VIDEO: Students shocked by their share of the national debt
The debt ceiling debate, out of control federal spending, higher taxes...what does it mean for future generations?
The federal government’s suspension of the borrowing limit has expired and Congress will now need to deal with over $18 trillion in national debt by either facing the unlikely scenario of default or by passing a new spending bill that avoids a government shutdown.
But what does all that mean to the average person? Ultimately, the American taxpayer is on the hook for whatever outcome Congress chooses.
The answer is of course, an increased burden on future generations to pay off America’s seemingly insurmountable amount of outstanding debt.
So what does the average person think of their federal-debt liability?
WATCH: Students Shocked By Their Share of the National Debt
Campus Reform hit the streets of Charleston, South Carolina, and plugged the birthdate of interviewees into the Senate Budget Committee’s lifetime share of the national debt calculator.
“Holy s**t,” one Millennial said when it was revealed that his liability surpassed $800,000. “The generation that’s in office right now isn't thinking about the people that are up and coming.”
“That’s messed up man,” an older gentleman said when told that President Obama has increased the national debt over 70 percent, nearly $8 trillion, in the last six years.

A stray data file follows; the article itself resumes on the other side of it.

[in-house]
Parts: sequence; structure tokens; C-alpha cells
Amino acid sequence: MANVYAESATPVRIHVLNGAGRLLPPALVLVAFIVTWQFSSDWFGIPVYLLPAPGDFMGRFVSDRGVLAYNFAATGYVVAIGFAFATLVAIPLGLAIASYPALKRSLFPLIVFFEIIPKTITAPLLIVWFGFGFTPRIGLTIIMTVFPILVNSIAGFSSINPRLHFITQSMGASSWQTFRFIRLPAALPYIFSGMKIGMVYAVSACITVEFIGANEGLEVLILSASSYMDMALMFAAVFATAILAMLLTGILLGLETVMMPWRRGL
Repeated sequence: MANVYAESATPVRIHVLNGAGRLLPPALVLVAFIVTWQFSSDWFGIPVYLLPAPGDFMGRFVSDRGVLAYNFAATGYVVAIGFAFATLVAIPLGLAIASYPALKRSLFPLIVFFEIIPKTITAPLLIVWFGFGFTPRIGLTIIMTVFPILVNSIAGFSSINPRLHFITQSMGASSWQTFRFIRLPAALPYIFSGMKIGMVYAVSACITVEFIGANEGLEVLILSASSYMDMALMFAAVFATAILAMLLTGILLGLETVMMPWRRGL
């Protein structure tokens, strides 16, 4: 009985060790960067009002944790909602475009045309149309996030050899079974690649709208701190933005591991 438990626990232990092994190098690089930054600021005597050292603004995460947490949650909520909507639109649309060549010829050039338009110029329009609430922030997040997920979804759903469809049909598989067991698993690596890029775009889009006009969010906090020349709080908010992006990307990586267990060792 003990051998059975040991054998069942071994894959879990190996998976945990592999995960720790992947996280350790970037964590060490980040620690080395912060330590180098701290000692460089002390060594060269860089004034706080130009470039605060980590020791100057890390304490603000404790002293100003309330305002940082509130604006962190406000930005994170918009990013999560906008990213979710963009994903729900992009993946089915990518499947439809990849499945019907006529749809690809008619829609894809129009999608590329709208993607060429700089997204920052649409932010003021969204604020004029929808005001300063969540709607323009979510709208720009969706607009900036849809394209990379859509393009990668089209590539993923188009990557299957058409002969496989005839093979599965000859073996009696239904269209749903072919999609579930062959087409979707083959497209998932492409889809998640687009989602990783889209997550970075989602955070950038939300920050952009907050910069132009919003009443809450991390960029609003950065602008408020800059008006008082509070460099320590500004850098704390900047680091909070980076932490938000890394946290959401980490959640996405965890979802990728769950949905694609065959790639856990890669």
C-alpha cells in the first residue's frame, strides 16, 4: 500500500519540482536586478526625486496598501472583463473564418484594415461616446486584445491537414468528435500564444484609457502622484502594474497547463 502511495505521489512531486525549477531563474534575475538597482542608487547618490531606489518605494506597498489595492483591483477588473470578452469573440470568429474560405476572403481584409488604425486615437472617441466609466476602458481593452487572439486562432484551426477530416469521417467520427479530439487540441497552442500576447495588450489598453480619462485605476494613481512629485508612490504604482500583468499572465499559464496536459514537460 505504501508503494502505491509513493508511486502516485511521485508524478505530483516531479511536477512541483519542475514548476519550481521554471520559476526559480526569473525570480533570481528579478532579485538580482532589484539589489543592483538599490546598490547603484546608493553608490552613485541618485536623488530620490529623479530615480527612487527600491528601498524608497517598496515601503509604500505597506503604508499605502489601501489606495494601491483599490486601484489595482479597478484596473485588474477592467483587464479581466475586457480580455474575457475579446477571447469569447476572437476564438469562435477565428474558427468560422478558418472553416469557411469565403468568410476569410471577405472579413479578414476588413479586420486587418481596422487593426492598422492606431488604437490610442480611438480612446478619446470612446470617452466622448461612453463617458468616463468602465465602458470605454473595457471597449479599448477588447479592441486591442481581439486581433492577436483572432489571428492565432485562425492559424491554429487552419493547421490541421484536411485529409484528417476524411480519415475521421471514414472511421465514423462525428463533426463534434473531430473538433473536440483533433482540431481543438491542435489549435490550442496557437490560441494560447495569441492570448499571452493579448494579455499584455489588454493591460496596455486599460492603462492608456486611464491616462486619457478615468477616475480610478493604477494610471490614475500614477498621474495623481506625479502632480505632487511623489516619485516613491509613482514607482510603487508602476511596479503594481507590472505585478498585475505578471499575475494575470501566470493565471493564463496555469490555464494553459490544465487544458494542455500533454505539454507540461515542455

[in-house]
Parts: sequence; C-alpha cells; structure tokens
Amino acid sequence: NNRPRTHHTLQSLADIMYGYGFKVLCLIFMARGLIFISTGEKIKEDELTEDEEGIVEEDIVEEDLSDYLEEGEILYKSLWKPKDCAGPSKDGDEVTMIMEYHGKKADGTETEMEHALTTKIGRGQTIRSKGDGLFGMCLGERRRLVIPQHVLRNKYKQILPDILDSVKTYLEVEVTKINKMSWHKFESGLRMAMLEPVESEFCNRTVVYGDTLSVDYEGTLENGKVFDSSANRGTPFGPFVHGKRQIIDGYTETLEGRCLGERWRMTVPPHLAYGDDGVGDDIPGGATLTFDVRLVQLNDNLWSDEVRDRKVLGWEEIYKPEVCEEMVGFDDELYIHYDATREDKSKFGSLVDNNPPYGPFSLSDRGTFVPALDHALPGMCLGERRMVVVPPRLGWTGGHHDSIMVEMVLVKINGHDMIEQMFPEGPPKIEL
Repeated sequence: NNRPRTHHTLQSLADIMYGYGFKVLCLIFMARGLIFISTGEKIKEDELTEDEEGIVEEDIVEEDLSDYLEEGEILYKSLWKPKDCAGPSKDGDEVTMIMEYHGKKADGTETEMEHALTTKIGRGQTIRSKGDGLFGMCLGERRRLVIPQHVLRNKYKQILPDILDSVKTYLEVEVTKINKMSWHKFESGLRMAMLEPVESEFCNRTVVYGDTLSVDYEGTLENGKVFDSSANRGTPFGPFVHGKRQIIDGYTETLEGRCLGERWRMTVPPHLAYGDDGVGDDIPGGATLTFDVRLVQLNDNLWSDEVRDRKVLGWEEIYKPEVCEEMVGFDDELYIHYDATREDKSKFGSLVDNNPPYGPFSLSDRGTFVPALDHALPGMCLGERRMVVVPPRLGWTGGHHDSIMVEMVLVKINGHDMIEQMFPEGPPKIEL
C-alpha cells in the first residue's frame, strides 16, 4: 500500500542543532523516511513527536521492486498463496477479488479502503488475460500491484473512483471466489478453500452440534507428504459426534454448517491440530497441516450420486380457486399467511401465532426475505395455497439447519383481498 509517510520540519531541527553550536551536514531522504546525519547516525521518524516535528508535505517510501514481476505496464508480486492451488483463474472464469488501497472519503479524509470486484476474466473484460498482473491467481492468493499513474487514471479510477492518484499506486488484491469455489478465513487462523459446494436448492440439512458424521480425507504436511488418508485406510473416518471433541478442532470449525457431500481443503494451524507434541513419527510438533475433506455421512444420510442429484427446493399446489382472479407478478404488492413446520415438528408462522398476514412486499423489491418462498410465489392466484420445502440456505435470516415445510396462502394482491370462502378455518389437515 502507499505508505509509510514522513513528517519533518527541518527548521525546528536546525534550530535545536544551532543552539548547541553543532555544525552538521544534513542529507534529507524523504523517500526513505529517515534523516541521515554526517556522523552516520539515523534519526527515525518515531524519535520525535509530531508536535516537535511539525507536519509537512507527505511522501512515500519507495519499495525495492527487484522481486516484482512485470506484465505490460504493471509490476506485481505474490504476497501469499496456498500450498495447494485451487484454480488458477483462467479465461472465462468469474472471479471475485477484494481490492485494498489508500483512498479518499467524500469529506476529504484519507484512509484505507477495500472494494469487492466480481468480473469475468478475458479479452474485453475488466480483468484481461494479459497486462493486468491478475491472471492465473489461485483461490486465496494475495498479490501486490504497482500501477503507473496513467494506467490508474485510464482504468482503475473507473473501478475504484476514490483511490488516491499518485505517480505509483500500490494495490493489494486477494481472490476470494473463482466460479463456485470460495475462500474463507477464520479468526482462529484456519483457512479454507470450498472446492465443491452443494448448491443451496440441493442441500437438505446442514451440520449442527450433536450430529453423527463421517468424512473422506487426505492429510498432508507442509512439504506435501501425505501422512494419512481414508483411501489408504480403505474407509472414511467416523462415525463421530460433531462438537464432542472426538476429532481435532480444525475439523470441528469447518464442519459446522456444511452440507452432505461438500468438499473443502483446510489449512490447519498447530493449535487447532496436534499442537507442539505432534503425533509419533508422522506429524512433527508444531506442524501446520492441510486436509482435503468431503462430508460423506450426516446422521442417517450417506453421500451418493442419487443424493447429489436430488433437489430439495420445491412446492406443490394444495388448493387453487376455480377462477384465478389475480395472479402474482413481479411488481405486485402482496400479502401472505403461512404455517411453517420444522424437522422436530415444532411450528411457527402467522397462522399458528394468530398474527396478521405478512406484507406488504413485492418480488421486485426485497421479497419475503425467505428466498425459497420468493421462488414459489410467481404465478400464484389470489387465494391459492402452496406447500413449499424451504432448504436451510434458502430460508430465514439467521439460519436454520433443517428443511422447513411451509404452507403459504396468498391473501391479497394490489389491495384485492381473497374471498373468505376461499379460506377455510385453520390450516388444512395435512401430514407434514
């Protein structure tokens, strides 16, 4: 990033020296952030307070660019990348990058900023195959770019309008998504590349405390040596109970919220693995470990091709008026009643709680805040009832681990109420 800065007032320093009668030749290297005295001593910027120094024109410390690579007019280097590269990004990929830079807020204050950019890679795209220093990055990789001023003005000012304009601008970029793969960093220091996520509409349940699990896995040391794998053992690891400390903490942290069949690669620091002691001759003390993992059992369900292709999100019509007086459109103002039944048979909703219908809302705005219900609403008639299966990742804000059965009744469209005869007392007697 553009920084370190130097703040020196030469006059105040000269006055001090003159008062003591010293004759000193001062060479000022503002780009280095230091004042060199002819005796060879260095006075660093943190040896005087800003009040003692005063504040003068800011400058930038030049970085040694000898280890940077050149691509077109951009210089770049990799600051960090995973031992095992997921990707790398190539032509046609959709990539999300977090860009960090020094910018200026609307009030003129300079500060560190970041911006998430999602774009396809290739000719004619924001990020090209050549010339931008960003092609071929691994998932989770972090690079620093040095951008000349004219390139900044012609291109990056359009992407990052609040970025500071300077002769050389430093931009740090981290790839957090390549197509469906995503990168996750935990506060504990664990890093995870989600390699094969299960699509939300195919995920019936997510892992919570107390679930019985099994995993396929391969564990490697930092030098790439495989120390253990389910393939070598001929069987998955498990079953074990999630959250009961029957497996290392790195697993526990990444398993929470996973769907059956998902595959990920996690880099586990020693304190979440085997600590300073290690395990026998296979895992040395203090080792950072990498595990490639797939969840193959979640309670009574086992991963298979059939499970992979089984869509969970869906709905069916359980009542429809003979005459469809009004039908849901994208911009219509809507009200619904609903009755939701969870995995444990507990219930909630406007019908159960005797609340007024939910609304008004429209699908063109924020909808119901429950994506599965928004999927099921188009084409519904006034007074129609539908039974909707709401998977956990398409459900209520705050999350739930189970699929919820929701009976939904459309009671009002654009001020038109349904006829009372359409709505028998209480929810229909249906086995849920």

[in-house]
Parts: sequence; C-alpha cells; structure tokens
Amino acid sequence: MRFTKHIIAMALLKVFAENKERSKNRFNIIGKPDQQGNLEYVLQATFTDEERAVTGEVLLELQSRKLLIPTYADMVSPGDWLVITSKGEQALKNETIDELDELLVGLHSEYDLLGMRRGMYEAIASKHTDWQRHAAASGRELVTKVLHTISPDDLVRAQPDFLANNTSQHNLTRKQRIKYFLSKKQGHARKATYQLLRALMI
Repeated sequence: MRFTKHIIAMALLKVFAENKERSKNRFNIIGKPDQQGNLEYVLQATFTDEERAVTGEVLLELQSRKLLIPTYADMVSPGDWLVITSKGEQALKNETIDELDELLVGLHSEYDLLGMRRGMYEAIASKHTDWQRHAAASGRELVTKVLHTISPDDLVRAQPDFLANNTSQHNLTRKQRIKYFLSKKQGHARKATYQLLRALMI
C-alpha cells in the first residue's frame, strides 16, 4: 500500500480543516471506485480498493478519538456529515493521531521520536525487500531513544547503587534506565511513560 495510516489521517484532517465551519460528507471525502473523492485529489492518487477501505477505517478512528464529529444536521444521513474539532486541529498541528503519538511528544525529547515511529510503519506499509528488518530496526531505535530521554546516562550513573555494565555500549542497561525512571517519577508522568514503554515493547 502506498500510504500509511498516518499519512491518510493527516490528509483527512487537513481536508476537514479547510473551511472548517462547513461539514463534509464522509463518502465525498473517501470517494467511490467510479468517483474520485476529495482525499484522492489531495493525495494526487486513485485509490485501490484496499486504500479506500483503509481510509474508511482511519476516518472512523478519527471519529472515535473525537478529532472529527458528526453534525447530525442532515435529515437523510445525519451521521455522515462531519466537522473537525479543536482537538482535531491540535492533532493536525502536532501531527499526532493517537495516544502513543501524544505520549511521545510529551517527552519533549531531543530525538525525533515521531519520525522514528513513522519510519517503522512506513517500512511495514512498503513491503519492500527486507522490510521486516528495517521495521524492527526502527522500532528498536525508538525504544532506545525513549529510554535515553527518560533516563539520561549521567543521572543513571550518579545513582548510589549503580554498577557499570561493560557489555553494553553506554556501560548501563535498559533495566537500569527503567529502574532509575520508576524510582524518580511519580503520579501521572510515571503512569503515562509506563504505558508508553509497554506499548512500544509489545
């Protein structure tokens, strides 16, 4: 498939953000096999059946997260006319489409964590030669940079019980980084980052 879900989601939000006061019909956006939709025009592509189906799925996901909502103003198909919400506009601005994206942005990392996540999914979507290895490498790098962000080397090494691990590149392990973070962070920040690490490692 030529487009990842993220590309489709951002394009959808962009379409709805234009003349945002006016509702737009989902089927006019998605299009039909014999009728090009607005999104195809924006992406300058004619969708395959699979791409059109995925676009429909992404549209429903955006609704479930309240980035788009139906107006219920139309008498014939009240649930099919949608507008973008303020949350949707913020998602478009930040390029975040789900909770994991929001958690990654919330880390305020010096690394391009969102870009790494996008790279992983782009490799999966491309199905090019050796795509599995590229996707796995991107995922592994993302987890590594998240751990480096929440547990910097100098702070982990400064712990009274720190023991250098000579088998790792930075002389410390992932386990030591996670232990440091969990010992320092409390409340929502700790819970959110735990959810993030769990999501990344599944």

“Tell Obama to get out of the White House,” a group of feisty ladies said after learning that every baby born today inherits an individualized lifetime debt-share in excess of $1.5 million.
The Republican Senate Budget Committee website highlights our country’s growing debt noting that “[t]he national debt represents both an immediate and a long-term threat to the United States’ status as the world’s premier economy.”
“But as dangerous as the debt is now, it is on track to grow twice as large as the nation’s entire economy by 2035.”
According to estimates, an individual citizen’s share of the nearly $18.2 trillion in outstanding debt equates to $56,716.65. The number becomes a comically large $1.1 million when factoring in the over $126 trillion in unfunded liabilities accumulated by the federal government.
Follow the author of this article on Twitter: @CalebBonham